“Commander Mode was flawed in Battlefield 2,” Bach said. “A lot of people thought it was fun to play, but they also felt it was this thing they could do on the side, like a jump in, jump out experience. Some people felt it ruined their experience on the ground when they had a bad Commander. So we had to fix those design flaws before we started to implement it. We’ve been working on it for some time figuring that out, and I think we’ve got it.”

The focus of Battlefield 4’s Commander Mode is that Commanders play against each other rather than with their team. Commanders have their own scoring and persistence, and use what Bach describes as “the pieces on the chess board” to win the game. “So, if I’m a good Commander and I help my team to take flags, I will get more toys to play with,” he said.

When Commanders go on the offensive they can trigger the devastating Gunship. “It feels very cool when you see the text on the screen when you’re on the ground and it says, ‘Gunship above’,” Bach enthused.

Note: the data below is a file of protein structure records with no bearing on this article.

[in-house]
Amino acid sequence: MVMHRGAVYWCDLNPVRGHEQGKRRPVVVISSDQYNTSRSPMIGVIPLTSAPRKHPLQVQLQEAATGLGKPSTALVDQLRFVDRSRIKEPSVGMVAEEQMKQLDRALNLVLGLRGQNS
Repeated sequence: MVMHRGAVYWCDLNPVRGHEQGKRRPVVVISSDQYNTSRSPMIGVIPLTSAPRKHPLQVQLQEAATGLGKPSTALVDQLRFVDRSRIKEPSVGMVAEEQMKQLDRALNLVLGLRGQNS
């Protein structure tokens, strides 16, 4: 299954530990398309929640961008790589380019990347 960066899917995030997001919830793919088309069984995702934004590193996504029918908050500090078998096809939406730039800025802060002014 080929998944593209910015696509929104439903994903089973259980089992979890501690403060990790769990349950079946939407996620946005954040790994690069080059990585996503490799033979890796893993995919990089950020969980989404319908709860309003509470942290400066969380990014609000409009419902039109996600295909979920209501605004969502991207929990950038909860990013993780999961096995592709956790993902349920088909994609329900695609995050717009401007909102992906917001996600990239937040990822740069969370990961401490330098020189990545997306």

“When that spawns in you think, ‘okay, I can’t be in the open any more. I need to go under something because I’m very exposed.’ Especially for snipers on the roof – they get very scared when it happens and you see the big shadow over the whole battlefield.

“It’s really cool.”

Available on all versions of the game is the new Spectator Mode, which lets players watch a match in progress.

You can follow any player in third-person or first-person view, see the entire map from a top-down perspective and fly around the world using a free cam. From there you can place five cameras and toggle between them. This, Bach says, gives players virtual TV sets, and on next-gen consoles you can use their in-built recording functions to make movies.